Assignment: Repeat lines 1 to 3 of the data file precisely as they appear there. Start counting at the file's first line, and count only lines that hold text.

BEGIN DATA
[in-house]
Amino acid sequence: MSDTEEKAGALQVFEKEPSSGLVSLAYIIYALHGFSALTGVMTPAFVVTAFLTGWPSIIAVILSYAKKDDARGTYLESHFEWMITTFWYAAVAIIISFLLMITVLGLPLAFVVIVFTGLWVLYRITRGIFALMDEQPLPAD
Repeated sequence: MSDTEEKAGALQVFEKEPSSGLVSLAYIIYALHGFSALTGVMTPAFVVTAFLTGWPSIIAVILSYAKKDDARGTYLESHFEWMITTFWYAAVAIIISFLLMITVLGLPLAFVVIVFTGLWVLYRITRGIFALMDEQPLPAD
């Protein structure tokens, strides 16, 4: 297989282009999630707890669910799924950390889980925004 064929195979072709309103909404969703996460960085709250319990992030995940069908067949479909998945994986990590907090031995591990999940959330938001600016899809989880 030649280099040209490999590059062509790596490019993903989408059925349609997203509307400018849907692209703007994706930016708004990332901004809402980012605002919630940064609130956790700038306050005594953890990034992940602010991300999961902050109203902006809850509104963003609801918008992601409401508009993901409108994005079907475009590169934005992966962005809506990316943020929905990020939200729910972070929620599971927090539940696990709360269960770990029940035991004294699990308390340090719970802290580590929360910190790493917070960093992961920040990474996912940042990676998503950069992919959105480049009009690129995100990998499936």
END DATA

[in-house]
Amino acid sequence: MSDTEEKAGALQVFEKEPSSGLVSLAYIIYALHGFSALTGVMTPAFVVTAFLTGWPSIIAVILSYAKKDDARGTYLESHFEWMITTFWYAAVAIIISFLLMITVLGLPLAFVVIVFTGLWVLYRITRGIFALMDEQPLPAD
Repeated sequence: MSDTEEKAGALQVFEKEPSSGLVSLAYIIYALHGFSALTGVMTPAFVVTAFLTGWPSIIAVILSYAKKDDARGTYLESHFEWMITTFWYAAVAIIISFLLMITVLGLPLAFVVIVFTGLWVLYRITRGIFALMDEQPLPAD